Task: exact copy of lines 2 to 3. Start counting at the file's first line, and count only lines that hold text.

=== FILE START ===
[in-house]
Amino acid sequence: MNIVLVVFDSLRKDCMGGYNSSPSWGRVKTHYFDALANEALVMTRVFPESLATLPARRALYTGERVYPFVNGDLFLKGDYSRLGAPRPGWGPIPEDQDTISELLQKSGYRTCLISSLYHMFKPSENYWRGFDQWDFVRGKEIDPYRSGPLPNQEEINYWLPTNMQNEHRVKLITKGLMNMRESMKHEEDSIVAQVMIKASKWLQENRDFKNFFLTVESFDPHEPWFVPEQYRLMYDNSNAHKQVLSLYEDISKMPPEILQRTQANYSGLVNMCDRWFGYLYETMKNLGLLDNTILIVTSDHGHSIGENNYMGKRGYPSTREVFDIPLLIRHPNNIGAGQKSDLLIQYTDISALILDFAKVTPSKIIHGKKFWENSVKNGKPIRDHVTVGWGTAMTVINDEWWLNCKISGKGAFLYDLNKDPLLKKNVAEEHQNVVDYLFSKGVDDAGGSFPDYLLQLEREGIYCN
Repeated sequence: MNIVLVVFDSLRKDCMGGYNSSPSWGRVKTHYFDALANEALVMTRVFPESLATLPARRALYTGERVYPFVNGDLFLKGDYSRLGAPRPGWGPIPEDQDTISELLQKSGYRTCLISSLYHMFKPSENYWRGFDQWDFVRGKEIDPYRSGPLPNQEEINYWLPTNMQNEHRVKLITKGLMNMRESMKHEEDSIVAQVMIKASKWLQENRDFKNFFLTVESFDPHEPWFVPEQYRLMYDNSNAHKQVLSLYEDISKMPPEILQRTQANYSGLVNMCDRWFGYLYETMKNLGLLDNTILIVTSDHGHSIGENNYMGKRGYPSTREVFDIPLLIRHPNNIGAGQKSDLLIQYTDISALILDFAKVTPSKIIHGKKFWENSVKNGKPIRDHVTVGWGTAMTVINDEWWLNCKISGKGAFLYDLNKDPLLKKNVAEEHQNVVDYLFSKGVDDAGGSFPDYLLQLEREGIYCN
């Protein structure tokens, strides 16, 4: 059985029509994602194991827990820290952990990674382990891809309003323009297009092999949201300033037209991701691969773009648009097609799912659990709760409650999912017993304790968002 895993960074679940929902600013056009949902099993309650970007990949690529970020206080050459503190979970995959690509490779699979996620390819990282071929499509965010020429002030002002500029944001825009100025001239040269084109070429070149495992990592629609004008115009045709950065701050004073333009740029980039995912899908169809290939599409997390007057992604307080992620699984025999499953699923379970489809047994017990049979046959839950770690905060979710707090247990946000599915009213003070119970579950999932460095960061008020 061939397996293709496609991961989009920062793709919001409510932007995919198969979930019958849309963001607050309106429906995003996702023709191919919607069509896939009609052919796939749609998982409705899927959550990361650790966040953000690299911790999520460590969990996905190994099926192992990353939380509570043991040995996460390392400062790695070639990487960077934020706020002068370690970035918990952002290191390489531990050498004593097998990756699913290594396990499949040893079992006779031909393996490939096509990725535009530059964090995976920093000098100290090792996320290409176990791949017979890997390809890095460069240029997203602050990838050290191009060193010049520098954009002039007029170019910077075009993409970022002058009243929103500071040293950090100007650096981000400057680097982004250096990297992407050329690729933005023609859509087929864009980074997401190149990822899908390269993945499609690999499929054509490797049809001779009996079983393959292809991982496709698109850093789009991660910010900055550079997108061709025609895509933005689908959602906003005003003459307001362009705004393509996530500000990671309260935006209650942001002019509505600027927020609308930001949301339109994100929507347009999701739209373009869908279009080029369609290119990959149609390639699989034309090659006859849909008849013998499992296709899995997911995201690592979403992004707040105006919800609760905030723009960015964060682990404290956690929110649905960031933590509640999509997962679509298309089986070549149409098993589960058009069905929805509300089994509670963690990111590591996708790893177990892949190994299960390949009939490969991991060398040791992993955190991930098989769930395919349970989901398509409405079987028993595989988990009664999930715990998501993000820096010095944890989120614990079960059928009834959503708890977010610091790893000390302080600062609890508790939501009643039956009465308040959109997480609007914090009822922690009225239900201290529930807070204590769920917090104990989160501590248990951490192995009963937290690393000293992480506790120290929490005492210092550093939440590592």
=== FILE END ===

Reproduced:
Amino acid sequence: MNIVLVVFDSLRKDCMGGYNSSPSWGRVKTHYFDALANEALVMTRVFPESLATLPARRALYTGERVYPFVNGDLFLKGDYSRLGAPRPGWGPIPEDQDTISELLQKSGYRTCLISSLYHMFKPSENYWRGFDQWDFVRGKEIDPYRSGPLPNQEEINYWLPTNMQNEHRVKLITKGLMNMRESMKHEEDSIVAQVMIKASKWLQENRDFKNFFLTVESFDPHEPWFVPEQYRLMYDNSNAHKQVLSLYEDISKMPPEILQRTQANYSGLVNMCDRWFGYLYETMKNLGLLDNTILIVTSDHGHSIGENNYMGKRGYPSTREVFDIPLLIRHPNNIGAGQKSDLLIQYTDISALILDFAKVTPSKIIHGKKFWENSVKNGKPIRDHVTVGWGTAMTVINDEWWLNCKISGKGAFLYDLNKDPLLKKNVAEEHQNVVDYLFSKGVDDAGGSFPDYLLQLEREGIYCN
Repeated sequence: MNIVLVVFDSLRKDCMGGYNSSPSWGRVKTHYFDALANEALVMTRVFPESLATLPARRALYTGERVYPFVNGDLFLKGDYSRLGAPRPGWGPIPEDQDTISELLQKSGYRTCLISSLYHMFKPSENYWRGFDQWDFVRGKEIDPYRSGPLPNQEEINYWLPTNMQNEHRVKLITKGLMNMRESMKHEEDSIVAQVMIKASKWLQENRDFKNFFLTVESFDPHEPWFVPEQYRLMYDNSNAHKQVLSLYEDISKMPPEILQRTQANYSGLVNMCDRWFGYLYETMKNLGLLDNTILIVTSDHGHSIGENNYMGKRGYPSTREVFDIPLLIRHPNNIGAGQKSDLLIQYTDISALILDFAKVTPSKIIHGKKFWENSVKNGKPIRDHVTVGWGTAMTVINDEWWLNCKISGKGAFLYDLNKDPLLKKNVAEEHQNVVDYLFSKGVDDAGGSFPDYLLQLEREGIYCN